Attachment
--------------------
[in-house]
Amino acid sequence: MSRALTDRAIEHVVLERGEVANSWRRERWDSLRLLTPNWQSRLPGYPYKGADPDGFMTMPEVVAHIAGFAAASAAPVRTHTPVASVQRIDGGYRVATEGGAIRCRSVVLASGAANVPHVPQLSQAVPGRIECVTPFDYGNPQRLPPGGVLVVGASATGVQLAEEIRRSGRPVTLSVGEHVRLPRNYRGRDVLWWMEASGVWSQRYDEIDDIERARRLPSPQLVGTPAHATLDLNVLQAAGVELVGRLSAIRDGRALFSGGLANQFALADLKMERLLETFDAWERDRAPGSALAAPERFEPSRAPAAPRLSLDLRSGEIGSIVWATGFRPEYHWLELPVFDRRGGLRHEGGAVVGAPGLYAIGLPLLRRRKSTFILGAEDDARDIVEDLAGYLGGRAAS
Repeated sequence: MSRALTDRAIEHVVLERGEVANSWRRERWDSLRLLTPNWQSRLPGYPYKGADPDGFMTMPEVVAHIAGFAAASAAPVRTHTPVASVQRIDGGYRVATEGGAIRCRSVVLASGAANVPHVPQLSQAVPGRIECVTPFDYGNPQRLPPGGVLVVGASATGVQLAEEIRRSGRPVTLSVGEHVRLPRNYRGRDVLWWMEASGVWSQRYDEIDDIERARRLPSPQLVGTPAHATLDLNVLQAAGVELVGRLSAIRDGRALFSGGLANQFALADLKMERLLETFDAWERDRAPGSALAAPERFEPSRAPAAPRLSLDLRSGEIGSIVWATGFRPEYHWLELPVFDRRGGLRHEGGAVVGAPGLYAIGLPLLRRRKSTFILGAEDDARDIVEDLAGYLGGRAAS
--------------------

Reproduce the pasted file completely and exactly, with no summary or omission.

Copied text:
[in-house]
Amino acid sequence: MSRALTDRAIEHVVLERGEVANSWRRERWDSLRLLTPNWQSRLPGYPYKGADPDGFMTMPEVVAHIAGFAAASAAPVRTHTPVASVQRIDGGYRVATEGGAIRCRSVVLASGAANVPHVPQLSQAVPGRIECVTPFDYGNPQRLPPGGVLVVGASATGVQLAEEIRRSGRPVTLSVGEHVRLPRNYRGRDVLWWMEASGVWSQRYDEIDDIERARRLPSPQLVGTPAHATLDLNVLQAAGVELVGRLSAIRDGRALFSGGLANQFALADLKMERLLETFDAWERDRAPGSALAAPERFEPSRAPAAPRLSLDLRSGEIGSIVWATGFRPEYHWLELPVFDRRGGLRHEGGAVVGAPGLYAIGLPLLRRRKSTFILGAEDDARDIVEDLAGYLGGRAAS
Repeated sequence: MSRALTDRAIEHVVLERGEVANSWRRERWDSLRLLTPNWQSRLPGYPYKGADPDGFMTMPEVVAHIAGFAAASAAPVRTHTPVASVQRIDGGYRVATEGGAIRCRSVVLASGAANVPHVPQLSQAVPGRIECVTPFDYGNPQRLPPGGVLVVGASATGVQLAEEIRRSGRPVTLSVGEHVRLPRNYRGRDVLWWMEASGVWSQRYDEIDDIERARRLPSPQLVGTPAHATLDLNVLQAAGVELVGRLSAIRDGRALFSGGLANQFALADLKMERLLETFDAWERDRAPGSALAAPERFEPSRAPAAPRLSLDLRSGEIGSIVWATGFRPEYHWLELPVFDRRGGLRHEGGAVVGAPGLYAIGLPLLRRRKSTFILGAEDDARDIVEDLAGYLGGRAAS